Article 21 talks about Protection of Life and Personal Liberty and states that “No person shall be deprived of his life or personal liberty except according to the procedure established by law.” Central Government in a report against Zero Tolerance Policy[2] of them towards corruption had made the process simpler by setting up of additional Special Courts exclusively for the trial of CBI cases in different states and ratification of the United Nations Convention against Corruption (UNCAC) in 2011.
The UNCAC has under Article 30(2) has stated that “Each State Party shall take such measures as may be necessary to establish or maintain, per its legal system and constitutional principles, an appropriate balance between any immunities or jurisdictional privileges accorded to its public officials for the performance of their functions and the possibility, when necessary, of effectively investigating, prosecuting and adjudicating offences established per this Convention.” Further the Central Government in the Lokpal and Lokayukta Act, 2013 has ratified the UNCAC. Therefore, the Act has been passed according to Article 21 with the due procedure of law. 
The issue of corruption is very common in India. India ranked 80th in the corruption index in 2020[3] and therefore it is of utmost importance to curb corruption. The government has adopted a zero-tolerance policy towards corruption and still, it is very rampant in almost all parts of the country. Zero tolerance and a robust and consistent anti-corruption programme in the power sector can be the strongest pummel in a brawl against corruption.[4]
The Supreme Court in S. Sreesanth vs. BCCI,[5] talked about the Zero Tolerance Policy towards Corruption. The court had relied on the Anti-corruption code of the BCCI. The court mentioned that in such a case zero tolerance means taking cognizance of the offence and awarding suitable punishment. Therefore, the policy is only towards the cognizance and any action which is further taken concerning the trial and punishment is according to the laws established. However, there can be certain obstruction of justice due to the ZTPs like in the case of Shivprasad S Naik vs. State of Goa[6] where the petitioner was punished due to the ZTP of the government towards corruption. The punishment was quashed by the High Court.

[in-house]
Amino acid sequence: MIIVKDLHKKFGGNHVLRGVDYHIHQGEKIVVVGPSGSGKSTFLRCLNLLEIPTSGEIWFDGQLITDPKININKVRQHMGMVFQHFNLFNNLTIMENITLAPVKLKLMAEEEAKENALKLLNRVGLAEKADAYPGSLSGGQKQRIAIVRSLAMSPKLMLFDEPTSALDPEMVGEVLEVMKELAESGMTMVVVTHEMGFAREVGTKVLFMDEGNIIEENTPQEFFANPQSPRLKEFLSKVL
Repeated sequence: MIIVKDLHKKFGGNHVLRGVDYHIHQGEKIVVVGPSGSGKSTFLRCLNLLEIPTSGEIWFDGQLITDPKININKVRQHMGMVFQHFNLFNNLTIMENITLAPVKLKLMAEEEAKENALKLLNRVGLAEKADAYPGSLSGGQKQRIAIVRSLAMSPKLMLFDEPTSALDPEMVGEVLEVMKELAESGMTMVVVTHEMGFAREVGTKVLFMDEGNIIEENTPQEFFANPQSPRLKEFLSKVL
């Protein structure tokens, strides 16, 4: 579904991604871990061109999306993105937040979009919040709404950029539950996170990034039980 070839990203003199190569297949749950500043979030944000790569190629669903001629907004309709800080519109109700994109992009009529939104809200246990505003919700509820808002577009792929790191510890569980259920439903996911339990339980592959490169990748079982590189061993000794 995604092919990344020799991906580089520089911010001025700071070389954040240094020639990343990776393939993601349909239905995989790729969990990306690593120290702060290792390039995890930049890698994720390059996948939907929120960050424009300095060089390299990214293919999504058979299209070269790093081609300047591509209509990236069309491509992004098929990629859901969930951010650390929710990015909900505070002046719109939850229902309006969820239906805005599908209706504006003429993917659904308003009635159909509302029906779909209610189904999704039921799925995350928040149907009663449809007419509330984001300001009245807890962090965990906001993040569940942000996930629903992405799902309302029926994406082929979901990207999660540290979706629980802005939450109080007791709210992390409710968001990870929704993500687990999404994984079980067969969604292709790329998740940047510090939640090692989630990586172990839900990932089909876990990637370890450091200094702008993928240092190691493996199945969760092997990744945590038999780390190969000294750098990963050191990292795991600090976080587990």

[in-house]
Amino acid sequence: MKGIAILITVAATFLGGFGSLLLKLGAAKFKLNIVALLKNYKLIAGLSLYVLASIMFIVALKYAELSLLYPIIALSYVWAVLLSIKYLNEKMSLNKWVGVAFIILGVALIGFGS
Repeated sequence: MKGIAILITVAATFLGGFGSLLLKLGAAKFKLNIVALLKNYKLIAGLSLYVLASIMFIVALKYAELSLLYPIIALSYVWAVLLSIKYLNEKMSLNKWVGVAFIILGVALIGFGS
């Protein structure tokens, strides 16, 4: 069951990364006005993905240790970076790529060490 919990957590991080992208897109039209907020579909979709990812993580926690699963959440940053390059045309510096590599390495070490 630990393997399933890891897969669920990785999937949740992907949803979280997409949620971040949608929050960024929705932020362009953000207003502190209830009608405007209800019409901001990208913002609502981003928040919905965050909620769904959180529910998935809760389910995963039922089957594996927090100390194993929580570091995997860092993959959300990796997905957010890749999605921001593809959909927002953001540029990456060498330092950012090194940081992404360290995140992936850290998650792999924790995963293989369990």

Discrimination against North-Eastern students is common in India. A survey report in 2014 reported as many as 54 per cent people from the northeast to feel that discrimination is a reality in the national capital. In case of Discrimination against Indian students, the Supreme Court in Karma Dorjee vs Union of India[7] said that the Union Government has termed “Zero Tolerance” in its stand against the discrimination against Indian students of North-Eastern origin.
The Supreme Court in the State of T.N. vs. K. Balu[8] mentioned Zero Tolerance Policy towards driving under the influence of alcohol. Section 185 of the Motor Vehicles Act, 1988 is indicative of a parliamentary intent to follow a zero-tolerance policy towards driving under the influence of alcohol. The Bombay High Court in Nikhil Wagle vs. the State of Maharashtra[9], urged the Central Government to implement a ZTP against drunk driving incidents. The court mentioned that alcohol in the blood no matter how less puts risk to third parties. The police in no way should be burdened with proving that the alcohol levels in the blood were or were not above a particular limit. The Madras High Court
Therefore, the Zero Tolerance Policy is only a policy which talks about the cognizance of an offence. The procedure which further follows is according to the procedure established by law hence Art 21 and Art 22 both apply in case of the zero-tolerance policy.
_______________________________________________________________________

References

[1] refers to a form of punishment which is harsh and swift in nature to deter other people from committing a similar form of crimes. 

[2] Press Information Bureau, Zero Tolerance Policy, Ministry of Personnel, Public Grievances & Pensions (2017) available at https://pib.gov.in/newsite/PrintRelease.aspx?relid=160118

[3] S. Choudhury,  India ranked 80th in Corruption Perception Index, India Today, (January 24, 2020),

https://www.indiatoday.in/india/story/india-ranked-80th-in-corruption-perception-index-1639648-2020-01-24, (Last visited on February 20, 2020)

[4] Harsha Rajwanshi, Combating Corruption in Power Sector, (2019) PL (EL) December 77

[5] (2019) 4 SCC 660

[6] 2016 SCC OnLine Bom 12759

[7] (2017) 1 SCC 799

[8] (2017) 2 SCC 281

[9] (2016) 2 Bom CR 114

 

ABOUT THE AUTHOR

 

Adwait Kolwalkar is a student of NMIMS School of Law. He is an avid reader of politics, criminology, sociology and public policy. The author has also published papers in the field of Management and Law and runs blog which simplifies laws and contemporary issues into brief.  

 

 

In Content Picture Credit: MyAttorneyUSA

 

Leave a Reply

Your email address will not be published. Required fields are marked *